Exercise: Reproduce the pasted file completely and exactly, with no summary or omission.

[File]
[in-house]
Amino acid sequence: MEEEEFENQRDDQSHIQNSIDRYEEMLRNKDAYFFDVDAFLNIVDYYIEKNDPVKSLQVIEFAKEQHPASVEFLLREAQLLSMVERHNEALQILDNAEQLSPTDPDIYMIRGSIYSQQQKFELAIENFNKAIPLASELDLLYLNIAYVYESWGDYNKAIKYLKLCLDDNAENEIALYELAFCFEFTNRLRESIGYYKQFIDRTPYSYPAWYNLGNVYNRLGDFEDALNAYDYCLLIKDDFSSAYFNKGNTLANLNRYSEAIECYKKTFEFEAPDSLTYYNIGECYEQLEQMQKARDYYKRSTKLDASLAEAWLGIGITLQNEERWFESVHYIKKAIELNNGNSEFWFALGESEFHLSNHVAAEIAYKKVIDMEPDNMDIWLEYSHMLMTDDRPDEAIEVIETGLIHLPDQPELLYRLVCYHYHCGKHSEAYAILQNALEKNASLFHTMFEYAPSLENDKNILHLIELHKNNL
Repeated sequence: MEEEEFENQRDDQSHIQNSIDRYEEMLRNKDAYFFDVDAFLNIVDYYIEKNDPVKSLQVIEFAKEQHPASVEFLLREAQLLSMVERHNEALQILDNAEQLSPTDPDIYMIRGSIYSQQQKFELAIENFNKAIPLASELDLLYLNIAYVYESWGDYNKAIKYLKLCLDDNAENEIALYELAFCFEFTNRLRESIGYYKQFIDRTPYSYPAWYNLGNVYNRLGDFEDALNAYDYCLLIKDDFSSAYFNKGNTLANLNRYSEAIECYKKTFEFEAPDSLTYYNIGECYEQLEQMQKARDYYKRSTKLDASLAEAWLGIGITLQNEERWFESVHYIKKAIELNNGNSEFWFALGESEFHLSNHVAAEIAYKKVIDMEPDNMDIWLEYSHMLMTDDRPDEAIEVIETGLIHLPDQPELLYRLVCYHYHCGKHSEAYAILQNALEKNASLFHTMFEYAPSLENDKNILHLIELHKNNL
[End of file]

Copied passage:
[in-house]
Amino acid sequence: MEEEEFENQRDDQSHIQNSIDRYEEMLRNKDAYFFDVDAFLNIVDYYIEKNDPVKSLQVIEFAKEQHPASVEFLLREAQLLSMVERHNEALQILDNAEQLSPTDPDIYMIRGSIYSQQQKFELAIENFNKAIPLASELDLLYLNIAYVYESWGDYNKAIKYLKLCLDDNAENEIALYELAFCFEFTNRLRESIGYYKQFIDRTPYSYPAWYNLGNVYNRLGDFEDALNAYDYCLLIKDDFSSAYFNKGNTLANLNRYSEAIECYKKTFEFEAPDSLTYYNIGECYEQLEQMQKARDYYKRSTKLDASLAEAWLGIGITLQNEERWFESVHYIKKAIELNNGNSEFWFALGESEFHLSNHVAAEIAYKKVIDMEPDNMDIWLEYSHMLMTDDRPDEAIEVIETGLIHLPDQPELLYRLVCYHYHCGKHSEAYAILQNALEKNASLFHTMFEYAPSLENDKNILHLIELHKNNL
Repeated sequence: MEEEEFENQRDDQSHIQNSIDRYEEMLRNKDAYFFDVDAFLNIVDYYIEKNDPVKSLQVIEFAKEQHPASVEFLLREAQLLSMVERHNEALQILDNAEQLSPTDPDIYMIRGSIYSQQQKFELAIENFNKAIPLASELDLLYLNIAYVYESWGDYNKAIKYLKLCLDDNAENEIALYELAFCFEFTNRLRESIGYYKQFIDRTPYSYPAWYNLGNVYNRLGDFEDALNAYDYCLLIKDDFSSAYFNKGNTLANLNRYSEAIECYKKTFEFEAPDSLTYYNIGECYEQLEQMQKARDYYKRSTKLDASLAEAWLGIGITLQNEERWFESVHYIKKAIELNNGNSEFWFALGESEFHLSNHVAAEIAYKKVIDMEPDNMDIWLEYSHMLMTDDRPDEAIEVIETGLIHLPDQPELLYRLVCYHYHCGKHSEAYAILQNALEKNASLFHTMFEYAPSLENDKNILHLIELHKNNL